Metro plans ‘in motion’: Advanced studies underway

By Jason Lewis, Local Democracy Reporter

manchester tram pixabayWork is underway to explore the possibility of a new city metro system, which was one of the recommendations from the Southampton Citizens’ Climate Assembly.



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As reported, the resident-led assembly recently published priority actions to improve the city’s transport system.

Recommendations included a metro-style transport system, a park and ride facility and investment in cycling infrastructure.

Eamonn Keogh photo SCCSouthampton City Council cabinet member for transport Cllr Eamonn Keogh, pictured, said the local authority’s leadership was committed to working with residents to take forward what was said at the assembly.

At a full council meeting on March 20, Liberal Democrat Cllr Richard Blackman asked how the Labour administration would prioritise the assembly’s recommendations.

Cllr Keogh said: “The council has acknowledged these recommendations, including progress on the Southampton cycle network, exploration of mass-transit options and the development of a park and ride service for Southampton General Hospital staff.”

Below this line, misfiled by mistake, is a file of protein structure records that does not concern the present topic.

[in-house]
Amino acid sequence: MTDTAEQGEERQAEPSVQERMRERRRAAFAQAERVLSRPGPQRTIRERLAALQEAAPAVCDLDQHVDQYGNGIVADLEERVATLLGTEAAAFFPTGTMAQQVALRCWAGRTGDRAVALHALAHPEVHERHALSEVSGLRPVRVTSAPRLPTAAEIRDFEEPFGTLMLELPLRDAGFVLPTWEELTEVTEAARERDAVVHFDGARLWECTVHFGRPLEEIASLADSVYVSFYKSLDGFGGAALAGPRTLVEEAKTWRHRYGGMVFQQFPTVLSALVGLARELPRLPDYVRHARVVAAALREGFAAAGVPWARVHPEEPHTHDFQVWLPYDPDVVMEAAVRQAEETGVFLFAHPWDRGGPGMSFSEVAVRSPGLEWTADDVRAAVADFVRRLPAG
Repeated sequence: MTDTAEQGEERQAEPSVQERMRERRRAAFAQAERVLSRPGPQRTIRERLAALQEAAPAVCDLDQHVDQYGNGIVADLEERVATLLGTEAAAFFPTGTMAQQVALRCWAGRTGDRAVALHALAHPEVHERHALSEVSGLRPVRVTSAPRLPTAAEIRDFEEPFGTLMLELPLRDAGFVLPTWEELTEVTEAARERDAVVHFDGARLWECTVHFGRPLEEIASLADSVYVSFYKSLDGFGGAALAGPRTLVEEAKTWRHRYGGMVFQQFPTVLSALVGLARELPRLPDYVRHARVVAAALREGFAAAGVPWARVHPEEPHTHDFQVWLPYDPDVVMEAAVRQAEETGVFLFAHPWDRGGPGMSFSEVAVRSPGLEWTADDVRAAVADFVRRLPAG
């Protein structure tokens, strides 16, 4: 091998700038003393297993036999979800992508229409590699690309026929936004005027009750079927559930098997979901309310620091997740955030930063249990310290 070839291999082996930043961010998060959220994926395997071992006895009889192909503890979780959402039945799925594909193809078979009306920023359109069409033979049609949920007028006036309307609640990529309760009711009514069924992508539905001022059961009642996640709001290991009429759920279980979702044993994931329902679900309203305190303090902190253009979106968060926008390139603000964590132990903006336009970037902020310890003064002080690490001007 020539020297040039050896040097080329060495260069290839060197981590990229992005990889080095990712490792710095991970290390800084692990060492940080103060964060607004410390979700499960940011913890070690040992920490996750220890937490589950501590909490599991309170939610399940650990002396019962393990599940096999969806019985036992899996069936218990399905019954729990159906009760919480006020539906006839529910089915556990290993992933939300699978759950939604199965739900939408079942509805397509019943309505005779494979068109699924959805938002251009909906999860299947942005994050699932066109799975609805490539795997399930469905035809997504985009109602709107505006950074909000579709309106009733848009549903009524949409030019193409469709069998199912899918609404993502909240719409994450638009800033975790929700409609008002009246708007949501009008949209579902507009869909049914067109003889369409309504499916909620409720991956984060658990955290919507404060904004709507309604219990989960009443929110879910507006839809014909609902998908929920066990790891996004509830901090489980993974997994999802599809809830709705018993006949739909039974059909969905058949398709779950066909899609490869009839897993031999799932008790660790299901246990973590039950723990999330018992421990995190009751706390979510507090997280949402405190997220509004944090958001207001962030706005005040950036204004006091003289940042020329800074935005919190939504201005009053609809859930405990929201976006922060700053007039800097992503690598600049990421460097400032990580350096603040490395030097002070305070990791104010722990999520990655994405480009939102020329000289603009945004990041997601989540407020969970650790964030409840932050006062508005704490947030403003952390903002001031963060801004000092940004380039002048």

The cabinet member was asked how the more impactful mass-transit system and wider park and ride offering would be prioritised.

In relation to a metro, Cllr Keogh told the meeting the delivery of such networks in other parts of the country had been helped by devolution deals, which the Solent region did not have yet.

“We are moving at a pace that we know but obviously being able to give a timeline to that is going to be a real challenge,” Cllr Keogh said.

He added that the transport team had already conducted “advanced studies” on the type of mass-transit metro-style system that could be delivered and the funding requirements.

A park and ride for hospital staff, which opened in 2022, was funded as part of the £57million Transforming Cities programme.

Cllr Keogh said this showed the value of having a government committed to funding significant infrastructure projects.

Southampton Citizens’ Climate Assembly was created by the council, University of Southampton and charity Involve.

It brought together 40 randomly selected residents late last year to explore issues around climate change and transport.

The assembly shared its recommendations with the council and other stakeholders at a launch event in early March.

Alongside the large infrastructure concepts, the suggestions included work on the affordability, accessibility and safety of the transport system, as well as work on education and communication to improve understanding.

Photo of Manchester tram: Image by Dimitris Vetsikas from Pixabay Photo of Cllr Keogh: SCC;

ldrs logo 200px This article is from the Local Democracy Reporting Service or Shared Data Unit. Some alterations and additions may have been made by our site, which is a partner in the BBC's Local News Partnerships scheme. LDRS journalists are funded by the BBC to cover local authorities and other public service organisations, and content is shared with all partners.

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